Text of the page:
This site is no longer active…

29 04 2015

Thank you for your interest in the Peace Development Fund. We are excited to announce the launch of our new website and encourage you to take a look! This site is no longer active, please visit peacedevelopmentfund.org.





Women De-Militarize the Zone Organizes a Historic March for Peace in Korea

28 04 2015

On October 30, 2000 the United Nations Security Council Resolution 1325 was passed, recognizing the significance of women’s “equal participation and full involvement in all efforts for the maintenance and promotion of peace and security.”

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WomenCrossDMZ at the UN Conference on Status of Women, March 11th 2015.

Fifteen years later, PDF grantee Women De-Militarize the Zone models women’s leadership in peacemaking.

Women De-Militarize the Zone plans on crossing the De-Militarized Zone (DMZ) separating North and South Korea. “It’s hard to imagine any more physical symbol of the insanity of dividing human beings,” states the co-chair and feminist activist Gloria Steinem. Indeed, the DMZ is highly militarized and has been dividing Korean families for roughly 6o years.

Thirty international women peacemakers will be walking on May 24, 2015. Counting two Nobel Peace Prize laureates, the women’s delegation will hold an international peace symposium in Pyongyang and Seoul where they hope to engage in a dialogue with Korean women. “Women ‘s leadership is urgently needed to break the impasse, revive diplomacy, and put squarely into the security discourse the experiences of those most directly impacted by military violence,” states Christine Ahn, the coordinator of the march.

The Korean conflict started in 1950, when North Korea, supported by the USSR and China invaded South Korea. Even though a ceasefire agreement was signed in 1953, no peace treaty has ever followed. Sixty years later, North and South Korea are still at war.

While people struggle to survive an economic crisis in North Korea, governments in the region deprive their population of developmental investments in order to increase militarization. Instead of investing in health care or education, Korean officials pay for weapons. Demilitarization is a crucial issue in the region.

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Women De-Militarize the Zone after the UN Conference on Status of Women

While organizing the walk, Women De-Militarize the Zone faced a huge challenge: getting the authorization from both North and South Korea, as well as the United Nations. The UN offered its support to facilitate the walk if North and South Korea were to authorize the walk. Permission was granted just last week.  “We believe that the political will must exist to pressure political leaders towards breaking that impasse, and this march could provide a huge catalyzing force.”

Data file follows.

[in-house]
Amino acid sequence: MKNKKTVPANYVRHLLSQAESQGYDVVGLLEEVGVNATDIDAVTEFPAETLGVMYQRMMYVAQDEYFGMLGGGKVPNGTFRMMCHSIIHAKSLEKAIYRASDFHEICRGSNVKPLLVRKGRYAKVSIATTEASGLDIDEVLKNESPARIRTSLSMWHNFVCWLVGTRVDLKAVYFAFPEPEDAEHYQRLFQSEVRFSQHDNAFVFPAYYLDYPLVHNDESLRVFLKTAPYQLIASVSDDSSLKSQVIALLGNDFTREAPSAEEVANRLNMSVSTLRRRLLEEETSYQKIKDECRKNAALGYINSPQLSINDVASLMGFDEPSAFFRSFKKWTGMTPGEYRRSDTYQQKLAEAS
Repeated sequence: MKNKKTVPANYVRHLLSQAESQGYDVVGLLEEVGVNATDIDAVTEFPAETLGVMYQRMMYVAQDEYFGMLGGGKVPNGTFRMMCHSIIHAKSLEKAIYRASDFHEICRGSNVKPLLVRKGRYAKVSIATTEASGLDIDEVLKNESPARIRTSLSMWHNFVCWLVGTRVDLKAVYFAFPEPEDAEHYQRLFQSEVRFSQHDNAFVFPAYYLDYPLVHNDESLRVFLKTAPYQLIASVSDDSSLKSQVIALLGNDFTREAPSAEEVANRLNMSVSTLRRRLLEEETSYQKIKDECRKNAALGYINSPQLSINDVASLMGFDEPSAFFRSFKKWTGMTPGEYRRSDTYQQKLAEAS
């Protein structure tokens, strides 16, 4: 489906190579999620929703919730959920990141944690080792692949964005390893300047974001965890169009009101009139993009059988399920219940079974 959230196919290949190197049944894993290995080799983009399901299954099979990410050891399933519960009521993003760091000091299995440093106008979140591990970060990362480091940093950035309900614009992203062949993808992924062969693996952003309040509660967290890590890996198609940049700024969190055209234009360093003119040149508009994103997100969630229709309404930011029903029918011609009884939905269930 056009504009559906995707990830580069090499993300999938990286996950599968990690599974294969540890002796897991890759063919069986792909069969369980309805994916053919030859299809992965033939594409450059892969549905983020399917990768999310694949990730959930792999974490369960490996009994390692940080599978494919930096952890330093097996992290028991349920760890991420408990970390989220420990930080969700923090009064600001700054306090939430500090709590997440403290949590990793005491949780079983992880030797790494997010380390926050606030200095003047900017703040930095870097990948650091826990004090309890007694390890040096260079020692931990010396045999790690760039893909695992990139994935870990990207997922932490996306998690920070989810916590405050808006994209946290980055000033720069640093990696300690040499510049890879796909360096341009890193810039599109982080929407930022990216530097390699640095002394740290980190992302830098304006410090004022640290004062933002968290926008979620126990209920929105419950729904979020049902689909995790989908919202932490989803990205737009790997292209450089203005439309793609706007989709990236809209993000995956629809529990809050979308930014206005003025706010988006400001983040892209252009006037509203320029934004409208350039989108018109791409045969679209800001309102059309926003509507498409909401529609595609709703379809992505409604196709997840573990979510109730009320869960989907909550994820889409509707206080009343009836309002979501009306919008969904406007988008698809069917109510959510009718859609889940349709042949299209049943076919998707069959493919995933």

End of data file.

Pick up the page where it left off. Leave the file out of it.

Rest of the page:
“In addition to organizing the march, we would very much like to build a grassroots movement of women dedicated to seeing peace on the Korean peninsula,” says our grantee. The action of Women De-Militarize the Zone is not going to stop after May 24th. Members are planning to organize educational workshops that inform and mobilize women for international peace-making.





Idle No More: A Movement to Know About

23 01 2013

 


‘Idle No More’; Indigenous Peoples Movement Spreads Across N. America, World, With Urgent Environmental & Human Rights Message (via Planetsave)

It is being called the largest indigenous mass mobilization in recent history. You may not have heard yet of the ‘Idle No More’ movement, but you will; it’s momentum has been steadily growing in recent weeks, and, is being fed by a myriad of kindred human rights movements, environmental organizations…

Read the rest of this entry »





Who’s Next, What’s Next, Why?

18 12 2012

It takes a village to raise a child and it takes a community to sustain the village.  This logic, this truth, goes on: it takes a nation to sustain a community and to raise a child.  And finally it takes all of us, global citizens everywhere, to sustain the aspirations, the dreams and the hopes of all families.

No child should be subjected to the violence that was perpetrated in Newtown, CT, a community in PDF’s larger New England neighborhood.  So we have a responsibility to respond, to raise our voice and to ask some of the questions that need to be asked.

I don’t know about you, but I feel the same horror and anguish when a drone blows up women and children at a wedding party as when I see the endless coverage of Newtown.  Malala Yousufzai from Pakistan, Oscar Grant and all those children in Somalia, or Aurora, or . . . the killings of young men and young women on the streets of Oakland or Roxbury or Nairobi.  Parents all feel the same grief.  Relatives feel the same sorrow and nations feel the same wounds.